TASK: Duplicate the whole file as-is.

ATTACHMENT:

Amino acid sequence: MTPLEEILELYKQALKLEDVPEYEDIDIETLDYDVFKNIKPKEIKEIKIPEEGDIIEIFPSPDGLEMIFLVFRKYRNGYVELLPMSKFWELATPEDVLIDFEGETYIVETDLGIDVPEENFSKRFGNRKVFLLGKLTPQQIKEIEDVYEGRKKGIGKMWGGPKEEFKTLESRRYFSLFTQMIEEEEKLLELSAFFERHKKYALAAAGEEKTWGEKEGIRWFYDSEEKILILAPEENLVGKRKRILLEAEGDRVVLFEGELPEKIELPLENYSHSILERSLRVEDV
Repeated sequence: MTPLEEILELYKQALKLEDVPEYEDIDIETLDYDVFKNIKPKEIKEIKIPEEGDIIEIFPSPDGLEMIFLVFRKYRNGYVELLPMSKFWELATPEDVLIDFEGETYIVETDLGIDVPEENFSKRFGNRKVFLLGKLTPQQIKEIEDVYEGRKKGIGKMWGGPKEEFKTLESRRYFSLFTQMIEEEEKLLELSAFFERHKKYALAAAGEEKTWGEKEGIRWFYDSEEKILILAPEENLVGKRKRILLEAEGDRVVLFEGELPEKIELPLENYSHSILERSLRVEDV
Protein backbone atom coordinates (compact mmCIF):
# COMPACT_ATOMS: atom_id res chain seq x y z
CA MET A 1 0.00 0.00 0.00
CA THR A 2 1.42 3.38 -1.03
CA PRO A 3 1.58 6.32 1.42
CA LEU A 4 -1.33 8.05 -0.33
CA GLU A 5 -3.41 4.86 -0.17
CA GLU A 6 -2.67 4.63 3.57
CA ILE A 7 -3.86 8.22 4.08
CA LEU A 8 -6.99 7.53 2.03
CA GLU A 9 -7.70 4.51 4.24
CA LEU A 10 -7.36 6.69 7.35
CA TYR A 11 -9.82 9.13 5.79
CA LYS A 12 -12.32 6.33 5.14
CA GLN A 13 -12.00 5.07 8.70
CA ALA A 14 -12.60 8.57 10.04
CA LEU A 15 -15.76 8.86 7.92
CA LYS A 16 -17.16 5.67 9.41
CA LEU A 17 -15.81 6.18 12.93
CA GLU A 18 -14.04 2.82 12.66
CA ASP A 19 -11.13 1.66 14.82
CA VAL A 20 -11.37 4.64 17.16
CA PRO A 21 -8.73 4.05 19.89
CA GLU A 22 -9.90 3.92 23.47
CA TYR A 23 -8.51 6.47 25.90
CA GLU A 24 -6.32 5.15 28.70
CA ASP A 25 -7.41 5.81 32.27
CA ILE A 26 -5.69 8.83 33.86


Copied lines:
Amino acid sequence: MTPLEEILELYKQALKLEDVPEYEDIDIETLDYDVFKNIKPKEIKEIKIPEEGDIIEIFPSPDGLEMIFLVFRKYRNGYVELLPMSKFWELATPEDVLIDFEGETYIVETDLGIDVPEENFSKRFGNRKVFLLGKLTPQQIKEIEDVYEGRKKGIGKMWGGPKEEFKTLESRRYFSLFTQMIEEEEKLLELSAFFERHKKYALAAAGEEKTWGEKEGIRWFYDSEEKILILAPEENLVGKRKRILLEAEGDRVVLFEGELPEKIELPLENYSHSILERSLRVEDV
Repeated sequence: MTPLEEILELYKQALKLEDVPEYEDIDIETLDYDVFKNIKPKEIKEIKIPEEGDIIEIFPSPDGLEMIFLVFRKYRNGYVELLPMSKFWELATPEDVLIDFEGETYIVETDLGIDVPEENFSKRFGNRKVFLLGKLTPQQIKEIEDVYEGRKKGIGKMWGGPKEEFKTLESRRYFSLFTQMIEEEEKLLELSAFFERHKKYALAAAGEEKTWGEKEGIRWFYDSEEKILILAPEENLVGKRKRILLEAEGDRVVLFEGELPEKIELPLENYSHSILERSLRVEDV
Protein backbone atom coordinates (compact mmCIF):
# COMPACT_ATOMS: atom_id res chain seq x y z
CA MET A 1 0.00 0.00 0.00
CA THR A 2 1.42 3.38 -1.03
CA PRO A 3 1.58 6.32 1.42
CA LEU A 4 -1.33 8.05 -0.33
CA GLU A 5 -3.41 4.86 -0.17
CA GLU A 6 -2.67 4.63 3.57
CA ILE A 7 -3.86 8.22 4.08
CA LEU A 8 -6.99 7.53 2.03
CA GLU A 9 -7.70 4.51 4.24
CA LEU A 10 -7.36 6.69 7.35
CA TYR A 11 -9.82 9.13 5.79
CA LYS A 12 -12.32 6.33 5.14
CA GLN A 13 -12.00 5.07 8.70
CA ALA A 14 -12.60 8.57 10.04
CA LEU A 15 -15.76 8.86 7.92
CA LYS A 16 -17.16 5.67 9.41
CA LEU A 17 -15.81 6.18 12.93
CA GLU A 18 -14.04 2.82 12.66
CA ASP A 19 -11.13 1.66 14.82
CA VAL A 20 -11.37 4.64 17.16
CA PRO A 21 -8.73 4.05 19.89
CA GLU A 22 -9.90 3.92 23.47
CA TYR A 23 -8.51 6.47 25.90
CA GLU A 24 -6.32 5.15 28.70
CA ASP A 25 -7.41 5.81 32.27
CA ILE A 26 -5.69 8.83 33.86